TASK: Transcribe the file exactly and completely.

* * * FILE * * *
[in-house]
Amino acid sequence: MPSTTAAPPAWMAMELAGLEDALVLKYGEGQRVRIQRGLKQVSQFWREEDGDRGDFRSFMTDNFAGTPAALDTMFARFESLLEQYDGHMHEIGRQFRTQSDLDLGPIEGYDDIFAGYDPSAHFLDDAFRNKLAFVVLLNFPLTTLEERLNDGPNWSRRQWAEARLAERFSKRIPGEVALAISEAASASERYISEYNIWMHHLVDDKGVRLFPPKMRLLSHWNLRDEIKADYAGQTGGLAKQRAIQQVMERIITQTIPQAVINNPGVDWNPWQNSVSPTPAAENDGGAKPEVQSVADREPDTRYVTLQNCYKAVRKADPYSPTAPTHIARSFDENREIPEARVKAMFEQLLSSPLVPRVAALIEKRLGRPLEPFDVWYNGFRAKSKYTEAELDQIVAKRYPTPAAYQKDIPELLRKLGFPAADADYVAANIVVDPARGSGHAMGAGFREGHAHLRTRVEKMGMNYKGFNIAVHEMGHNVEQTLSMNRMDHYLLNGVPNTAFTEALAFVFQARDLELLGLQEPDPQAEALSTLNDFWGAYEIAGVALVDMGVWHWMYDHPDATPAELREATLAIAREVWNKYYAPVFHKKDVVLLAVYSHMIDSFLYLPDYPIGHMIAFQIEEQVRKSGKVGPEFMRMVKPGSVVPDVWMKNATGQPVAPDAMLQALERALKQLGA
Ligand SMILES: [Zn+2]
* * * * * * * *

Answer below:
[in-house]
Amino acid sequence: MPSTTAAPPAWMAMELAGLEDALVLKYGEGQRVRIQRGLKQVSQFWREEDGDRGDFRSFMTDNFAGTPAALDTMFARFESLLEQYDGHMHEIGRQFRTQSDLDLGPIEGYDDIFAGYDPSAHFLDDAFRNKLAFVVLLNFPLTTLEERLNDGPNWSRRQWAEARLAERFSKRIPGEVALAISEAASASERYISEYNIWMHHLVDDKGVRLFPPKMRLLSHWNLRDEIKADYAGQTGGLAKQRAIQQVMERIITQTIPQAVINNPGVDWNPWQNSVSPTPAAENDGGAKPEVQSVADREPDTRYVTLQNCYKAVRKADPYSPTAPTHIARSFDENREIPEARVKAMFEQLLSSPLVPRVAALIEKRLGRPLEPFDVWYNGFRAKSKYTEAELDQIVAKRYPTPAAYQKDIPELLRKLGFPAADADYVAANIVVDPARGSGHAMGAGFREGHAHLRTRVEKMGMNYKGFNIAVHEMGHNVEQTLSMNRMDHYLLNGVPNTAFTEALAFVFQARDLELLGLQEPDPQAEALSTLNDFWGAYEIAGVALVDMGVWHWMYDHPDATPAELREATLAIAREVWNKYYAPVFHKKDVVLLAVYSHMIDSFLYLPDYPIGHMIAFQIEEQVRKSGKVGPEFMRMVKPGSVVPDVWMKNATGQPVAPDAMLQALERALKQLGA
Ligand SMILES: [Zn+2]